Canadian investment advisors enter Q4 with more confidence in stocks

Canadian investment advisors enter Q4 with more confidence in stocks

Canadian investment advisors enter Q4 with more confidence in stocks

The results of the fourth quarter 2018 Advisor Sentiment Survey by Horizons ETFs suggests an overall risk in optimism among Canadian investment advisors.

The latest poll asked investors and advisors for their outlook on returns for 14 distinct asset classes, with respondents asked to express bullish, bearish, or neutral sentiments for the period from October 1, 2018 to December 31, 2018.

Despite a 1.35% fall in the S&P/TSX 60 Index (total return) since last quarter, the survey found more than 56% had a bullish outlook on Canadian equities, as compared to only 47% in the Q3 survey. There was also greater optimism on the Canadian dollar’s position against the US dollar as advisors reduced their bearish stance by 8% relative to last quarter.

“There's likely a sense that Canadian Equities have been trading at a historical discount, relative to the U.S. given the strong economic growth in Canada and rising oil prices,” said Horizons ETFs President and CEO Steve Hawkins. “The elimination of trade concerns around NAFTA has likely renewed optimism for Canadian stocks.”

There was also elevated bullishness on US equities as advisors with a bullish view of the S&P 500 grew from 56% to 68% this quarter; there was similar growth in enthusiasm for the NASDAQ 100, which had surged 8.33% on a total-return basis since last quarter. According to Hawkins, Horizons chalked this up to the fact that world-leading tech firms are US-based and tech sectors have led most of the equity growth around the world.

The survey also found 8% more advisors being bullish on emerging markets, even though the representative MSCI Emerging Markets Index — which contains equities from 24 countries — slid 2% on a total-return basis compared to last quarter. Despite lingering trade concerns, Hawkins noted, it’s possible that advisors feel this year’s selloff in emerging markets is overdone.

The North American Marijuana Index posted the biggest gain among all the asset-class benchmarks tracked in the survey, returning 34.45% on a total-return basis, which was in line with a 71% bullish outlook among investors. But on the advisor side, bullish sentiment dropped by 10% relative to the Q3 survey, narrowing the gap between bulls (48%) and bears (45%).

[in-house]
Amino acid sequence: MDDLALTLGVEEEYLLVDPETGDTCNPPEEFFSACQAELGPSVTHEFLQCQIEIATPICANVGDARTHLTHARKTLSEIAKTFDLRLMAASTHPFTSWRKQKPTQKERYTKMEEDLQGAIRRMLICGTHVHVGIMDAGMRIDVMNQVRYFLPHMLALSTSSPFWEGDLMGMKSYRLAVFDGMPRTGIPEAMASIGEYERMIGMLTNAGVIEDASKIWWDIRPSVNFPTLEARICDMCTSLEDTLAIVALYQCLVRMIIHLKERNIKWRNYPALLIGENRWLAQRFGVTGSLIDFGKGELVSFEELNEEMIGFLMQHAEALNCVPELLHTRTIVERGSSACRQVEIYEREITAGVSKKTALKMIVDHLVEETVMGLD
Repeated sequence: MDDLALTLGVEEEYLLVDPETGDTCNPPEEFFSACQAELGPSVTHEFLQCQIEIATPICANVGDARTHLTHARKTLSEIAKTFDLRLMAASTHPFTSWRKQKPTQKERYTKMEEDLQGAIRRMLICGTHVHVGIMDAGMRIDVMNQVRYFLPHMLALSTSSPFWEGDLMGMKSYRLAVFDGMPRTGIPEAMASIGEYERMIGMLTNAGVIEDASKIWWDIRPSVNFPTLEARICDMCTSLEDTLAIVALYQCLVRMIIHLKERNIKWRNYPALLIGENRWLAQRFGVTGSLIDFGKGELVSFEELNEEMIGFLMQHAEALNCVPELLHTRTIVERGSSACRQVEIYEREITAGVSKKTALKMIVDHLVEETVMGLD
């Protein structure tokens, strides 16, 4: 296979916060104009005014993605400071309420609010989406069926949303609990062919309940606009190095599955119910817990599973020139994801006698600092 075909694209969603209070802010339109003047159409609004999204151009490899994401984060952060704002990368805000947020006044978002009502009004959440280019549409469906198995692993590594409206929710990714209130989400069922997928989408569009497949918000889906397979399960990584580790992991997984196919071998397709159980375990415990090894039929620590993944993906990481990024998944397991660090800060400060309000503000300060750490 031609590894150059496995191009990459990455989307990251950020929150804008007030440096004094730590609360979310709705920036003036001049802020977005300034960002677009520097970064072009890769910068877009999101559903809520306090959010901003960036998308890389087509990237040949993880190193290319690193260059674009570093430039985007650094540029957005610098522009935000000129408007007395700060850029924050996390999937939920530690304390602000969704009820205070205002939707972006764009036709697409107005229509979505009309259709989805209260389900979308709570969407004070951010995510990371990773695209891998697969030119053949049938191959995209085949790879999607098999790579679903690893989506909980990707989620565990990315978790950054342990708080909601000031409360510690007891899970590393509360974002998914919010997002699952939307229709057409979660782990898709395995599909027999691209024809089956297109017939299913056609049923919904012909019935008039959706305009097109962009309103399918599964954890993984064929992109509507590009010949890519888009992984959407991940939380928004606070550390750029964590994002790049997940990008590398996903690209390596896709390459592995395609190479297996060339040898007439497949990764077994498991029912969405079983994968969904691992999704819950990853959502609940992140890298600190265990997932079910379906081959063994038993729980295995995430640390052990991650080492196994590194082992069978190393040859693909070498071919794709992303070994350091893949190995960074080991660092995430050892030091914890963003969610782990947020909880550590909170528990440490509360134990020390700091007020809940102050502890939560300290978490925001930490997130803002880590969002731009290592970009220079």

Hawkins noted that valuations in the pot sector, driven primarily by retail end-investors, have reached very high levels relative to almost all others. “In our view, it makes sense that risk-averse advisors managing client portfolios may be reserved following a turbulent quarter with a wait-and-see mentality,” he said.

Going outside equities, advisors’ confidence in the energy sector surged more than 12%, despite the S&P/TSX Capped Energy Index losing 5.73% on a total-return basis last quarter. There was also increased bullishness on other energy indicators, including WTI Crude Oil Futures (+1% bullish sentiment) and Natural Gas (+12% bullishness).

However, the appeal of traditional haven assets appears to have declined. Fewer advisors are taking a shine to precious metals, with bullish sentiment on S&P/TSX Global Gold Index falling by 8% and bearishness in Gold Bullion pricing expectations ticking up by 4%. Silver bullion saw a similar slight decline in bullishness, and bearish sentiments on the US 7-10 Year Bond Index rose by 4% relative to last quarter as expectations of rising rates persist.

 

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Shadow of trade dispute keeping lid on equities

 


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